Dutch kids grow up on bikes – and it is never too early to get them out on two wheels. Until they are old enough to cycle on their own, they will need a little help. This post outlines my experiences of cycling with kids in tow.

Living in a country with more bikes than people and with a great infrastructure of bicycle lanes, in many cases it’s easier to cycle than drive, even with kids. Fortunately, nowadays there are lots of options of how you can cycle with little ones – from babies to toddlers.

Baby on the back

baby on the back

When our first daughter turned 2 months, we decided it was time to get back on our bikes and resume our cycling. To accommodate our baby on the bike, we bought a special device to attach a car seat to the back of the bike.

Pros:

  • The baby can sleep in it comfortably and is not disturbed when we reach the destination as she can continue sleeping without interruption – the seat gets easily unattached from the bike and you can carry it where you need.
  • It gives you mobility, as you keep using your normal bike.
  • It’s definitely safer than carrying the baby in a sling while cycling.

Cons:

  • It can be challenging for an inexperienced cyclist to keep balance.

child on the frontChild on the front

From around 8 months to 27 months, we opted for a front seat (we have a Bobike).

Pros:
• It’s easy to keep balance.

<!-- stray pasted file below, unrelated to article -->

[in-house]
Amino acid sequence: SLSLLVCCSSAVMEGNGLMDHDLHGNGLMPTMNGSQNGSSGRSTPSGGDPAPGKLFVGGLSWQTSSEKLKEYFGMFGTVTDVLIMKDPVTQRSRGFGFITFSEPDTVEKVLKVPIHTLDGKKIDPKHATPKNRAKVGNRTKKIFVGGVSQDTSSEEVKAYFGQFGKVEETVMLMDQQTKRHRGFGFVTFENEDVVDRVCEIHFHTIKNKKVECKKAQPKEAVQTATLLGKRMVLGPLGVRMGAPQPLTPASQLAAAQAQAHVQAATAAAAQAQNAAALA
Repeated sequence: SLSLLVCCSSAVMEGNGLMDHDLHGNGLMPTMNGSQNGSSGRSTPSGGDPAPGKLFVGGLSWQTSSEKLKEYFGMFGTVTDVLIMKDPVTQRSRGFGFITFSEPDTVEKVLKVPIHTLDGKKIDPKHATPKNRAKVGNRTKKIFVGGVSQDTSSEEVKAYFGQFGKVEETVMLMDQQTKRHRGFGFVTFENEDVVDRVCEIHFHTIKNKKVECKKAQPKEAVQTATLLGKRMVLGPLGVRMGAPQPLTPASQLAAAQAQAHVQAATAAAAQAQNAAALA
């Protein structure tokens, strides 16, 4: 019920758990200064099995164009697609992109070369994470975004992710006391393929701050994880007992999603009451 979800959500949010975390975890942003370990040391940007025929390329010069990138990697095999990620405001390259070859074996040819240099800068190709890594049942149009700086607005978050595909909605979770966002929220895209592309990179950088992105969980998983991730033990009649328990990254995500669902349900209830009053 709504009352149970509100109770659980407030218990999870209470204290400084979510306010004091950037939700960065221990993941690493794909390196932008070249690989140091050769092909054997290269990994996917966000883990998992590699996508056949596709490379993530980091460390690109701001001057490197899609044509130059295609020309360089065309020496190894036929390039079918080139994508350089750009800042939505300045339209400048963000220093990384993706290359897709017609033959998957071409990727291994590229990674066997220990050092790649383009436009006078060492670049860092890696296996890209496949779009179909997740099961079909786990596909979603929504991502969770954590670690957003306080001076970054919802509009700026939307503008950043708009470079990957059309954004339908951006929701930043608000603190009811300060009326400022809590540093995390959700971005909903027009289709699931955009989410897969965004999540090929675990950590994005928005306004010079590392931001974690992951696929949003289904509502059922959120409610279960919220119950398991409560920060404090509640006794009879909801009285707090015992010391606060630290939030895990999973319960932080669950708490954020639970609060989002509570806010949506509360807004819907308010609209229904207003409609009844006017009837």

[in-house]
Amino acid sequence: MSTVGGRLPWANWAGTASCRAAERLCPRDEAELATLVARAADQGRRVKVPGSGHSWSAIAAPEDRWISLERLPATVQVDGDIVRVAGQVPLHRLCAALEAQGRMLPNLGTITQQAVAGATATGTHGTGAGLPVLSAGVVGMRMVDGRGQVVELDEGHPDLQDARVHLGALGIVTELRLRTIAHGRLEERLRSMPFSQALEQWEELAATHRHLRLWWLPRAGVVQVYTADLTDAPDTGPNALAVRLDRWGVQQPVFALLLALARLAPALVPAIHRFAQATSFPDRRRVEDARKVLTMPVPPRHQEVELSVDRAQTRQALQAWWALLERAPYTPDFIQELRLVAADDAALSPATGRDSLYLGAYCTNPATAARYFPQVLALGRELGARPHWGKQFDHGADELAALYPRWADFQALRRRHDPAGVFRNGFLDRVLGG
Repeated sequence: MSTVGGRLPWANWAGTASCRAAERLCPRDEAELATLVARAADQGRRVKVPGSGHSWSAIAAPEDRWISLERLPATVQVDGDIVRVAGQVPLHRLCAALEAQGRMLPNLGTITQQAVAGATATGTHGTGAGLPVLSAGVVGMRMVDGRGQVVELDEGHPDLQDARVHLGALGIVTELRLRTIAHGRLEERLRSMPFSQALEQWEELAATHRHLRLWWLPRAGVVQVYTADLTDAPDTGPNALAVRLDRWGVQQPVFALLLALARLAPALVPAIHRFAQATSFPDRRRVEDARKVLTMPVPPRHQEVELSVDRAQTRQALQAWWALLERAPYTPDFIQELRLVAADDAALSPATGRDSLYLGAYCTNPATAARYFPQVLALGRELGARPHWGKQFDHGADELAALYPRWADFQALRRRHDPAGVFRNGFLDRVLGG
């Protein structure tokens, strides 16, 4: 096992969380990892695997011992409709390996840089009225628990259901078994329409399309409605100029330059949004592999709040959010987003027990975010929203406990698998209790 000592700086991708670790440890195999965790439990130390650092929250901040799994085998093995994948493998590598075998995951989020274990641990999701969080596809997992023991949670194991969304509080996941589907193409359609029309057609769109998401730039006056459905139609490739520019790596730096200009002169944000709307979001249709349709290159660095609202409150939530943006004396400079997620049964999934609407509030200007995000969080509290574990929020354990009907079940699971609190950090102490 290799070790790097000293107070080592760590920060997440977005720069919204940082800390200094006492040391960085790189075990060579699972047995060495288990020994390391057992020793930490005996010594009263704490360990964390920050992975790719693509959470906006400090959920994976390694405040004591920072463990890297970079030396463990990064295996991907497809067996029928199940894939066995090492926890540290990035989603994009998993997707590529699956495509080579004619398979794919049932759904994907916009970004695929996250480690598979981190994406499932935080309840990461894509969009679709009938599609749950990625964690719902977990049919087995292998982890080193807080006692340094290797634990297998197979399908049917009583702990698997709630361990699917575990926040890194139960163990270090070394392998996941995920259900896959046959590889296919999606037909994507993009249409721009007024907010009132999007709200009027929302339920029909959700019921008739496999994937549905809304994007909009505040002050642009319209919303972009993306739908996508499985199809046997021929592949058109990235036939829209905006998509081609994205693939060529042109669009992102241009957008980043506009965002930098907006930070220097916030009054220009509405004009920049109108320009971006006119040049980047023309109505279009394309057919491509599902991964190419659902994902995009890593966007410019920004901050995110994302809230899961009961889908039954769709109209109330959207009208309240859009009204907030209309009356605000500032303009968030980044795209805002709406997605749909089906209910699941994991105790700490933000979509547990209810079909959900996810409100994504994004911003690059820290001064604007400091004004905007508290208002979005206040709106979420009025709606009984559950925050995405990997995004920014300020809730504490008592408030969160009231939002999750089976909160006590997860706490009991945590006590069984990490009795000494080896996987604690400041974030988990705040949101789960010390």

• Allows for good communication with your kid.
• It gives you mobility, as you keep using your normal bike.

Cons:
• It is not comfortable for your child to to sleep in (and our baby likes falling asleep on the go!), which means it is only good for short distances – it is possible for longer journeys, just more challenging.

back seat toddlerBack-seated toddler

When you child gets older, then it is time to swop to the back seat – which is suitable for kids from 27 months.

Pros:

  • Due to its high back rest, it is great for sleeping in (as you can see).
  • It’s still possible to communicate. We have a Polisport and love it. This brand also makes raincovers for their seats which helps to keep your kid cosy and dry when it is wet outside.
  • You’re still as mobile as can be.

Transporting multiple kids

kid in cargo bike

Cargo bike

When we had two kids to get around the city, we gave the bakfiets or cargo bike a go. This is a very popular in the Netherlands, but we tried it a couple of times and didn’t feel comfortable with it.

Pros:

  • It’s practical – you can load it with several kids and lots of groceries.
  • Having an electric bakfiets makes your life much easier.

Cons:

  • It’s long, heavy and awkward.
  • It can be difficult to handle when you aren’t used to it.

Bike trailerbike trailer

We also considered another option: a trailer (we got a Thule Chariot). A trailer is a great way to transport two kids – they can sleep there without interruption even when you reach your destination – just unhook the trailer from the bike and it turns into a double stroller – very convenient and efficient! This way, we could cycle with our second daughter from when she was 1.5 months old.

Pros:

  • It’s super easy to balance – like riding an empty bike, just have to remember that you are longer now and be a bit more cautious at turns.

Cons:

  • It’s not easy to communicate with kids.
  • It’s not easy to go backwards, thus you need a bigger space to turn around – but we’ve always managed to find enough space.
How do you cycle with kids? What way do you prefer? You are welcome to comment under this post.

This article is based on the original blogpost on Frogs in the Box.

There are lots of options of how you can cycle with little ones – from babies to toddlers

Julia Smile